On April 16, five accused linked to extremist Hindutva organizations, including self-confessed perpetrator Swami Aseemanand, were acquitted by a special National Investigation Agency (NIA) court in Hyderabad. Under tremendous pressure from fellow Hindutva fanatics, Aseemanand retracted his confession about his role in the bomb blast which claimed nine lives and wounded 58 others.
Separately, on April 20, in a shocking judgement, the Gujarat High Court acquitted former BJP minister Maya Kodnani, who was convicted in the 2002 Naroda Patiya riots case, in which 97 people, mostly women and children were cruelly massacred. Ms. Kodnani was termed the “kingpin” of the gruesome crime by the special fast-track court when it convicted her in 2012 and sentenced her to 28 years in prison.
In both cases, survivors and families of victims have deplored the verdict and plan to appeal the judgements.
“The acquittal of accused in both the cases, despite incontrovertible evidence and confessions, represents a failure of the judiciary in upholding the rule of law,” said Mr. Ahsan Khan, President of IAMC.
On one hand, cases involving BJP and right wing leaders and their associates’ like Amit Shah, Aseemanand, Maya Kodnani, DG Vanzara etc. are increasingly resulting in acquittals, on the other hand, the victims of Muzaffarnagar riots, families of dozens of Muslims lynched by cow terrorists and killed in hate crimes are being denied justice through delayed trials, quick approval of bail, or judgements that outrightly fly in the face of reason, logic and basic norms of justice.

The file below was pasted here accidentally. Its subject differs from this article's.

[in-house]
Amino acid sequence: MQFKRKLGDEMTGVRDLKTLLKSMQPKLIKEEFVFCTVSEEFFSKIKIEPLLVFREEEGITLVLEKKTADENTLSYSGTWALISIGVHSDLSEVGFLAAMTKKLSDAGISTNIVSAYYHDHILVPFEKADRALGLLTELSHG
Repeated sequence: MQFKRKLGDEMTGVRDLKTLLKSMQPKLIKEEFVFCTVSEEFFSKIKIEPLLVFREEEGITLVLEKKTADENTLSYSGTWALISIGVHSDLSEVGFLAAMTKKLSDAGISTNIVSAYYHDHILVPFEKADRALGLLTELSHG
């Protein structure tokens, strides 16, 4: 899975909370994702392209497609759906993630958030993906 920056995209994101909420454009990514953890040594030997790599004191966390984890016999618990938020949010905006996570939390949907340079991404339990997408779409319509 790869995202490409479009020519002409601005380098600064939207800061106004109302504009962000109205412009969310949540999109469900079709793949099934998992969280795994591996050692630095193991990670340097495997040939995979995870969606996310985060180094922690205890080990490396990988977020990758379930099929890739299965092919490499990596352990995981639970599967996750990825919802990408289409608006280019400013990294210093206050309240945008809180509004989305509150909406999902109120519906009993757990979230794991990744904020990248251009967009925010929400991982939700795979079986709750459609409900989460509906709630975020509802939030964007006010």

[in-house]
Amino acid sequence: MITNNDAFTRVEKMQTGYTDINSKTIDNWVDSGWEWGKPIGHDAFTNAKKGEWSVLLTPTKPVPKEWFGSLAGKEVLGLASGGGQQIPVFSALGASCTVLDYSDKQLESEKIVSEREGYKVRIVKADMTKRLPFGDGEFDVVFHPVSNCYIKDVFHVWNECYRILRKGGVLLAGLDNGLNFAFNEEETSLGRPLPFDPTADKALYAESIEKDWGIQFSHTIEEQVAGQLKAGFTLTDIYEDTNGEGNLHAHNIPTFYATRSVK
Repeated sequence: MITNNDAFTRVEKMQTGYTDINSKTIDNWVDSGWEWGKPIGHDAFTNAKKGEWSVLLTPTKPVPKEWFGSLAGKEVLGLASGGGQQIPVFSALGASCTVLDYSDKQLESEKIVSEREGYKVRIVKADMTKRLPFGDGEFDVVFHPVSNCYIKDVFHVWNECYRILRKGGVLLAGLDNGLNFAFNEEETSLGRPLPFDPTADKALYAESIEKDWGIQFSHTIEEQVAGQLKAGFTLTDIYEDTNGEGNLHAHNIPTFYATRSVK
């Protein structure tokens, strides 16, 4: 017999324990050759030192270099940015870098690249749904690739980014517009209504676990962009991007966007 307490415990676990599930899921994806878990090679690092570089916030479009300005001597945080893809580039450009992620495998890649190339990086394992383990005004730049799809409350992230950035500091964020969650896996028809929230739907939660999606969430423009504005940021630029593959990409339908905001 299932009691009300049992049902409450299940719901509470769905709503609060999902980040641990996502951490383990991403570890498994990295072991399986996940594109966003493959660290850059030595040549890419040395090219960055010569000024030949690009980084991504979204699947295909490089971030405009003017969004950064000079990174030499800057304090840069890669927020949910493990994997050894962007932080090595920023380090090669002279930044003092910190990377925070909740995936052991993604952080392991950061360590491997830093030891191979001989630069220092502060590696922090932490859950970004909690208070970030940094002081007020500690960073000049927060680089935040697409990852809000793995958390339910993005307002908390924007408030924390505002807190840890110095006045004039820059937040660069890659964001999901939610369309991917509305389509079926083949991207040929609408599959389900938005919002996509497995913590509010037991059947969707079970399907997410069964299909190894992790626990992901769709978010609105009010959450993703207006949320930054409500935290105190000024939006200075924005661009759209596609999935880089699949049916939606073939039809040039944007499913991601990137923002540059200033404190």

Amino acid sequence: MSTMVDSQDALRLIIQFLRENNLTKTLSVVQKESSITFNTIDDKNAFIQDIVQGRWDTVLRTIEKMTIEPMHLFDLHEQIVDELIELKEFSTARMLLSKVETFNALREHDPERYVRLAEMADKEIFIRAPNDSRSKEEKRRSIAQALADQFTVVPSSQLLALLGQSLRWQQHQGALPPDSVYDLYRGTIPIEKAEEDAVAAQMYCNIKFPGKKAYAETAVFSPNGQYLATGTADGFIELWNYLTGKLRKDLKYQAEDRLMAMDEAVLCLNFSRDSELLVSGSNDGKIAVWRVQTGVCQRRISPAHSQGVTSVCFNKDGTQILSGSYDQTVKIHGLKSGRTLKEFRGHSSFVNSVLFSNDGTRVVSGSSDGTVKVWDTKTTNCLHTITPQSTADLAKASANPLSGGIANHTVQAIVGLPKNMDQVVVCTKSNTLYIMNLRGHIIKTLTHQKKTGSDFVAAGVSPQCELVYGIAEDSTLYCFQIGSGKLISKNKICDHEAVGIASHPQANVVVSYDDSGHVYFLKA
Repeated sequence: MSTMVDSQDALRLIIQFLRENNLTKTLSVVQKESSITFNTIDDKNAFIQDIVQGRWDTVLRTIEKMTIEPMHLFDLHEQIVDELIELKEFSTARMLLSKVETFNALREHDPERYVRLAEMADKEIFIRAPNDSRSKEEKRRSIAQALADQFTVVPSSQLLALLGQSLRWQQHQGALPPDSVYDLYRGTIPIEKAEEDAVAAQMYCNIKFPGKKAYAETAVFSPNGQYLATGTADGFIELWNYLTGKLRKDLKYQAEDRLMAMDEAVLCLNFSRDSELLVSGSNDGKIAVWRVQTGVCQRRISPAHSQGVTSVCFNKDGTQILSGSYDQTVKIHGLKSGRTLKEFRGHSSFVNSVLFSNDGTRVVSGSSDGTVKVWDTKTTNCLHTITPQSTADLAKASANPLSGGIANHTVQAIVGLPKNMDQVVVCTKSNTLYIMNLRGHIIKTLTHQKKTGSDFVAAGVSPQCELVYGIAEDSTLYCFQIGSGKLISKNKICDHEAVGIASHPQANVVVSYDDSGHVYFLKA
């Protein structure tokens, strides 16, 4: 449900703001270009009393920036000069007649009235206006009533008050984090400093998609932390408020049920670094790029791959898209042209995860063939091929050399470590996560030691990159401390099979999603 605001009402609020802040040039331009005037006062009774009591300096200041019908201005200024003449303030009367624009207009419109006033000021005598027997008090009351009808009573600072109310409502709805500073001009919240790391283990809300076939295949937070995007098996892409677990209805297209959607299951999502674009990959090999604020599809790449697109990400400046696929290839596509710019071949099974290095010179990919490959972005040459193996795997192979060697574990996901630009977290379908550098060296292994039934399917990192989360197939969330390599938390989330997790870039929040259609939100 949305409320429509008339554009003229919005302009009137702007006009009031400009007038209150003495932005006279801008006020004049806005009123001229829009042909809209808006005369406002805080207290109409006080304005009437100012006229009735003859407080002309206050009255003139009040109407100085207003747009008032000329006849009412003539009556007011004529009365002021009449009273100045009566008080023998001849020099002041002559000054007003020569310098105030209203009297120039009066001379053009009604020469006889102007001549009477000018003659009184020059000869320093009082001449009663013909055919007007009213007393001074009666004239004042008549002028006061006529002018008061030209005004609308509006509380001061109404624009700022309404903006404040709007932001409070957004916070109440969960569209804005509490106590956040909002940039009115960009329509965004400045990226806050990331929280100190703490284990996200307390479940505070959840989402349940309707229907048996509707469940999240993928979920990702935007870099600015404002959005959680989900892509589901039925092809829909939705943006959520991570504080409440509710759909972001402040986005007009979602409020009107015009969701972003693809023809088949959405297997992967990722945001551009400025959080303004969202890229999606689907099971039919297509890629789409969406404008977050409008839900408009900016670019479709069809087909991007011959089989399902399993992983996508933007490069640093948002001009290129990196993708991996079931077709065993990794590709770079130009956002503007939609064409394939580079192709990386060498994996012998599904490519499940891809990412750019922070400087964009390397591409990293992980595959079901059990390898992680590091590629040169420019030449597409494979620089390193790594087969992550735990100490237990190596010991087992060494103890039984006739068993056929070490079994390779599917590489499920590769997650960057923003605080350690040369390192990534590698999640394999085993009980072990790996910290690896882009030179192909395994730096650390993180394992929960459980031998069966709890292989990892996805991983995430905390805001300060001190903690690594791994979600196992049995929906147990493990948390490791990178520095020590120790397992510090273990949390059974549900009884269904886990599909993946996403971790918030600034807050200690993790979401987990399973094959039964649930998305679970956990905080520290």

The killers of Pehlu Khan as well as the infamous Colonel Purohit and Sadhvi Pragya Singh Thakur, both accused in the 2008 Malegaon blasts case were granted bail last year despite facing stringent terror charges. Yogi Adityanath, accused in dozens of cases of rioting and murder, has now directed all cases against himself to be withdrawn, after his rise in the BJP culminated in his elevation to the post of Chief Minister of Uttar Pradesh.
Exacerbating the situation are endemic issues with the Indian judicial system, widely acknowledged as being among the most resource-starved in the world. Indian courts have a backlog of 30 million cases, four million of which are being adjudicated in its 24 high courts, while sixty thousand cases remain pending in the federal Supreme Court which has only 31 judges.
“The rampant abuse of political power in a way that aims to shield the culprits, in the context of a judicial system that is not equipped to deliver justice, demonstrates the culture of impunity that has taken hold in India,” said Mr. Ahsan Khan. “This is why the international community needs to take notice of the rapidly declining state of human rights and religious freedom in India,” he added.